The execution of Paul O’Neal: Is CPD reform possible?

195f1d19d-blmchiyouthpauloneal-35-jpg-mobileProtests against police terror are rocking Chicago again after Chicago police shot unarmed Paul O’Neal in the back, killing him.

Video released by the CPD does not show the murder. The disgusting video that has been released by the CPD shows cops high-fiving each other, joking about going on a desk-duty vacation, handcuffing the dying O’Neal like an animal and calling him a “B—–ass motherf—er.” The cops were also clearly seen on video lying about being shot at by O’Neal.

The attorney for Paul O’Neal’s family, Michael Oppenheimer, has called the killing a cold-blooded execution. The police have relieved the unnamed officers of their police powers.

Considering everything that has happened in Chicago and around the country around police murders in the past five years, and the fact that the Movement for Black Lives has become a dominant force in the United States, it seems unbelievable that the officers have not been arrested and charged with murder. Whoever fired the shot is clearly guilty with a capital “G.” That person should be in a cell right now, not walking freely among us.

Is CPD reform possible?

Why has so little changed at the top of society while tens of thousands of people have taken to the streets to shut down freeways, police union headquarters, city halls and governors’ mansions?

Why is there a Paul O’Neal after Laquan McDonald? Why are the racist cops still lynching Black people in the streets of Chicago after the police superintendent was fired, the Cook County state’s attorney lost her job and Mayor Emanuel had to go on live TV before a special meeting of the city council and beg and cry to keep his job over the Laquan McDonald execution?

What can be done about cops murdering with impunity and a political system that from its very heights protects the right of racist police to be judge, jury and executioner?

Can the CPD be reformed at all? That’s the real question in my mind. Or, maybe a better way to put the question is like this: Is there any reform that will stop racist police terror? Body cameras? Training? Elected police oversight boards? How do you “police” police forces that have no respect for the constitution, laws, regulations or the lives of human beings?

Clearly, body cameras are no solution. They didn’t stop cops from murdering Alton Sterling, Paul O’Neal or so many others in cold blood. Even when we have evidence of the murder, the state does not step in unless the people rise up. When the state does step in they do everything, everything, absolutely everything in their power to let the cops walk. The case of Freddie Gray shows clearly that even when cops are caught breaking their own rules and a death gets declared a homicide, the chance that cops will pay for their crime is fundamentally non-existent. Cops just don’t get convicted of murder.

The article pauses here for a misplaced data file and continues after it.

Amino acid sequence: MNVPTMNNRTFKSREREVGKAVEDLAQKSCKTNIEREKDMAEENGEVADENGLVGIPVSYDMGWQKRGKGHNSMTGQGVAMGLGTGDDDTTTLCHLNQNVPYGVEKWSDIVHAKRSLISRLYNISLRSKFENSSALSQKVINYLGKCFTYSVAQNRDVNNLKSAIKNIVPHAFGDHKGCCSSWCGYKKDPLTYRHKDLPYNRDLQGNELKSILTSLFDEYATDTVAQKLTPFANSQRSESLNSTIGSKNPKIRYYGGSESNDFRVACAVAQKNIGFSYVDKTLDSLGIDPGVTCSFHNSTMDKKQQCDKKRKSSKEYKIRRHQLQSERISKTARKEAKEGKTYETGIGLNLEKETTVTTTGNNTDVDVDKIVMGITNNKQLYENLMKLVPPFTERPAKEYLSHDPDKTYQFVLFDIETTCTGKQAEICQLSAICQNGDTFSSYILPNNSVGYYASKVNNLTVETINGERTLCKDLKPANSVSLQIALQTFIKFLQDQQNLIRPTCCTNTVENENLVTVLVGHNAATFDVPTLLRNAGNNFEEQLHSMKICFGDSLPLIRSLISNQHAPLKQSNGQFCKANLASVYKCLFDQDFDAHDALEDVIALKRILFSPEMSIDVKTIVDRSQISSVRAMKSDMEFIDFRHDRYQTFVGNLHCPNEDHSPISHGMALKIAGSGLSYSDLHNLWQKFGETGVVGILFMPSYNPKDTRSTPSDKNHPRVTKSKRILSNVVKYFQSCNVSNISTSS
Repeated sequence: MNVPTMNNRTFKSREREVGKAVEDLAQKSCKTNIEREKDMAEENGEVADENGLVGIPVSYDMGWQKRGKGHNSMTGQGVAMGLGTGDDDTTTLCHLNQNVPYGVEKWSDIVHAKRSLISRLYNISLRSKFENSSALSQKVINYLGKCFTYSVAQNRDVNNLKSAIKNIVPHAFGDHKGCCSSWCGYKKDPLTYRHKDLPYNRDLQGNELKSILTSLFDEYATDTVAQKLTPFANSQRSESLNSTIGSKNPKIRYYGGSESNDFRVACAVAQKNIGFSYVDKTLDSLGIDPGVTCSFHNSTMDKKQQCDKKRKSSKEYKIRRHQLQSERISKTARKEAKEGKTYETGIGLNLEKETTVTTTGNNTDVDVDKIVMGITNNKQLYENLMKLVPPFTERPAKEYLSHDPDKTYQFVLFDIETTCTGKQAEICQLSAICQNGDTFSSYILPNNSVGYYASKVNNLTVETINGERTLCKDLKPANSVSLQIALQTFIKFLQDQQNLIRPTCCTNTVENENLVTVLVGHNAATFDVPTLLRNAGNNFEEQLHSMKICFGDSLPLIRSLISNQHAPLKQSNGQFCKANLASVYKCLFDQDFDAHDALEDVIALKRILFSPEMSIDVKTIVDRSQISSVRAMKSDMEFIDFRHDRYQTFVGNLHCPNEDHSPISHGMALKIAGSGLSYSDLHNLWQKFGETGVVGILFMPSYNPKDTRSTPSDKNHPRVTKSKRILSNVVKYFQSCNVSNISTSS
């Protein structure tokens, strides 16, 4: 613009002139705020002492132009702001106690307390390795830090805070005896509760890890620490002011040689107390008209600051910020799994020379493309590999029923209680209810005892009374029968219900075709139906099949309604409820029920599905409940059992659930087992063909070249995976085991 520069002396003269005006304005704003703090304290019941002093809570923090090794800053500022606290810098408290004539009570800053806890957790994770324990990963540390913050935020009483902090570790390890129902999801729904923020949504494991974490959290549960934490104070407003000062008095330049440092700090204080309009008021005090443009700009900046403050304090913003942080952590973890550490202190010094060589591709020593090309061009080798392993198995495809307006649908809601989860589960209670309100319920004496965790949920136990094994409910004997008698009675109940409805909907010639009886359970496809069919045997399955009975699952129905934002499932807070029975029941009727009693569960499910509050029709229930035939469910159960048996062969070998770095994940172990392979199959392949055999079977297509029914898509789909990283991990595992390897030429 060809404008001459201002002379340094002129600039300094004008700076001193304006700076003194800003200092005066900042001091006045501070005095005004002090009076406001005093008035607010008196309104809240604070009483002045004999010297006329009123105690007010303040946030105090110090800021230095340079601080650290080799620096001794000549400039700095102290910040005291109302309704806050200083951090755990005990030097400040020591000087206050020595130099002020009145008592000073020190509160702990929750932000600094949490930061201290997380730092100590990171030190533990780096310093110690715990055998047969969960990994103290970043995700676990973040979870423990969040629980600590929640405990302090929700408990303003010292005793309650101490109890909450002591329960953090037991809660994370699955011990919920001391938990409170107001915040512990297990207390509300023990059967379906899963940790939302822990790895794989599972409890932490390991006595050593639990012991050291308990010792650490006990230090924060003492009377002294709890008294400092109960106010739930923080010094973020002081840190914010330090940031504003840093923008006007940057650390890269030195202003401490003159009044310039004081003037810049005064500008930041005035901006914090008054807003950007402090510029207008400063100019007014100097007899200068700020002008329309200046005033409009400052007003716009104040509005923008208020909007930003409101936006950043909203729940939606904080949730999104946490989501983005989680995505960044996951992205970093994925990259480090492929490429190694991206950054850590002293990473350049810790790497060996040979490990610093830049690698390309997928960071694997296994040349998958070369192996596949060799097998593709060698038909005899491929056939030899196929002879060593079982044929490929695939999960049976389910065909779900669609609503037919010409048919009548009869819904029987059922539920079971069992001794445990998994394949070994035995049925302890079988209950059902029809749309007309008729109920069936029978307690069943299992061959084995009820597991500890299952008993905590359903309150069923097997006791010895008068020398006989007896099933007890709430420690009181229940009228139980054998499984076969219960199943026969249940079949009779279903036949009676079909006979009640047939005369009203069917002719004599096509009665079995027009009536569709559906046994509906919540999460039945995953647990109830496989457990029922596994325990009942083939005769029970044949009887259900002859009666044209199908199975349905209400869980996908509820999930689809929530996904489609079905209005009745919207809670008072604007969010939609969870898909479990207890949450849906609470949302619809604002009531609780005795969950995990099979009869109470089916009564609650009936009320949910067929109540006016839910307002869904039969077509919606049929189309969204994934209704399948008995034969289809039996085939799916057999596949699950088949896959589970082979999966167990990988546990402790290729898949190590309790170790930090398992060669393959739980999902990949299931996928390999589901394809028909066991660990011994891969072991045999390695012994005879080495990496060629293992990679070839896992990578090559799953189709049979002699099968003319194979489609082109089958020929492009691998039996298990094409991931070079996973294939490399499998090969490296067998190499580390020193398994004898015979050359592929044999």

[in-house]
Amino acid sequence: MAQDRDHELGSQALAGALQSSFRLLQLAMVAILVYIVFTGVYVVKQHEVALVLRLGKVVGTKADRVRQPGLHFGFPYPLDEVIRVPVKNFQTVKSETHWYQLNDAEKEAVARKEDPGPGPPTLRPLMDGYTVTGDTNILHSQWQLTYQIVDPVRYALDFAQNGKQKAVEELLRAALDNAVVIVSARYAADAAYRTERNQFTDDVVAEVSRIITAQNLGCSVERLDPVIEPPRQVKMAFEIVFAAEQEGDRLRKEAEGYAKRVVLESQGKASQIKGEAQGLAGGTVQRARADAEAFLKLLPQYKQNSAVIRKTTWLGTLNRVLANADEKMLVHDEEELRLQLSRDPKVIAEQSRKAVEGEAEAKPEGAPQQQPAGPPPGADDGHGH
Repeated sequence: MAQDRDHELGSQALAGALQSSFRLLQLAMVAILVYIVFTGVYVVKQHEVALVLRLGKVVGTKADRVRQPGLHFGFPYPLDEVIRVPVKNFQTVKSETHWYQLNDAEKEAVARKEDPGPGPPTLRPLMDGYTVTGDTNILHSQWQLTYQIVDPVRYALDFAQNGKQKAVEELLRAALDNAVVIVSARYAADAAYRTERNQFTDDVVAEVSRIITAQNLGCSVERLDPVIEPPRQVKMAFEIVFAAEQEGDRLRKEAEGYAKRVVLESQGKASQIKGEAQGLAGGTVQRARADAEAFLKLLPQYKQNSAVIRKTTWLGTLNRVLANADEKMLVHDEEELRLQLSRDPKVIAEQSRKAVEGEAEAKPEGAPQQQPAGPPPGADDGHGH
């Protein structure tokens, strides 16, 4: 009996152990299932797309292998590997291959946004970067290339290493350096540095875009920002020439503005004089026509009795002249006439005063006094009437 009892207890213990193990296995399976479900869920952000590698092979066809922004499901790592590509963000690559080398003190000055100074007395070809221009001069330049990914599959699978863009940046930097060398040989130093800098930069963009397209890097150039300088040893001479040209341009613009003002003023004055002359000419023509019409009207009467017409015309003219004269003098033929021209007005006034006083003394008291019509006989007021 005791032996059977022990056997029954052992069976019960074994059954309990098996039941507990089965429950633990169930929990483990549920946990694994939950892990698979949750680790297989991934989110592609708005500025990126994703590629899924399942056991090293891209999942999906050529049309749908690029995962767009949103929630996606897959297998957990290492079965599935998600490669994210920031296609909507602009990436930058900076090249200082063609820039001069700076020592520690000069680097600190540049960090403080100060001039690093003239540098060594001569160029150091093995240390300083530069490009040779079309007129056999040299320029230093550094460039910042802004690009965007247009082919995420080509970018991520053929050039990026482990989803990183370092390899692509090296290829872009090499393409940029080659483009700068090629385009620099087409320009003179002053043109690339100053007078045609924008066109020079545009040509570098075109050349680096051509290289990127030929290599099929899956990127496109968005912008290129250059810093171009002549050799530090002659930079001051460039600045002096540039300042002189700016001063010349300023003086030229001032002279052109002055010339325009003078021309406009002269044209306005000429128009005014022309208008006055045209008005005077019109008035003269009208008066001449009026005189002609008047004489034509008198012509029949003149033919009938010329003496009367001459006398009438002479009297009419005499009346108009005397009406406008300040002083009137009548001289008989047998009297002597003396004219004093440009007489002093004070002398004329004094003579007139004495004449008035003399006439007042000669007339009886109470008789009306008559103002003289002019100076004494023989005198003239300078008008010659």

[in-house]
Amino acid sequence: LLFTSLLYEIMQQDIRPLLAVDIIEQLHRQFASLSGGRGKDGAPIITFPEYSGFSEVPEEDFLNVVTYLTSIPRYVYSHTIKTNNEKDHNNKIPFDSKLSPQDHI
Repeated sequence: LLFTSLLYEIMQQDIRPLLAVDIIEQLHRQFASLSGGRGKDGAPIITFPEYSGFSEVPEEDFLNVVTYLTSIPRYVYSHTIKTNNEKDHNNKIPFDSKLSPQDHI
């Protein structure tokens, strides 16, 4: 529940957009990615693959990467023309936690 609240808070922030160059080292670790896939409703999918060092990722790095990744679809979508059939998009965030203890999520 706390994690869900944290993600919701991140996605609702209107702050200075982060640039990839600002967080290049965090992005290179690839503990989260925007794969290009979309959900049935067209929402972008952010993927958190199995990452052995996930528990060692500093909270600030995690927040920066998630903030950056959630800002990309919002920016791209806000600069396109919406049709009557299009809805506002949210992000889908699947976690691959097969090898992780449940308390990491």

Am I against police reform? No, I am not. I salute and support all those fighting to change this rotten, racist system.

But the biggest structural problem we face in the struggle against racism and state violence, violence which includes the courts, the city council, the federal government and the enforced impoverishment of Black communities, is that the people with the money and the power in this country do not want to spend the money necessary to solve the social problems that lead to state violence and crime. They rely on the weapon of racism to enforce their rule. They are the ones who have militarized the police forces in order to keep oppressed people in a state of second class citizenship and greater poverty—all so they can increase their bank accounts.

People like Rahm Emanuel definitely do not desire the kind of social instability that has been unleashed by the torrent of video evidence we have witnessed over the last five years. In fact, that is their main concern, not the lynchings, not the racist cops, but social stability.

So, here’s another way to ask the question regarding the possibility of stopping police terror: How can a political system of such great economic inequality quiet the restlessness of masses of people who are oppressed and endangered merely because their skin is of a different color or they speak a different language? Can it do so without the day to day intervention of heavily armed, reactionary gangs in blue who go around killing, rounding up and sending people off to prison as a “job?”

The Black Lives Matter movement is challenging the very foundations of this society—a society that is white supremacist out of necessity. This challenge to the system is a major development.

The system is not reforming itself, let alone preparing to deal with any real changes in response to the new multinational anti-racist movement that has erupted. From Washington to Chicago the response has been all talk.

How will the young Black, Latino, Asian, Arab and white people who have hit the streets in protest against the entrenched and arrogant power brokers of this land react to those who refuse to respond to the cries for justice emanating from our streets and our schools? That remains to be seen. But there is every indication that a new generation of fighters will build a movement that will challenge the basic racist and capitalist foundations of this society.

I don’t see any contradiction between fighting for reforms and fighting to defeat the system. To do either, however, I say that we will be all the more successful if we build well-organized, revolutionary, multinational organizations led by workers and especially the most oppressed: people of color, women, LGBTQ people. We need organizations that are guided by the idea that we need real power—that 400 years of white supremacy and the rule of the rich must not be allowed to prevail over our streets, houses, jobs and schools any longer.

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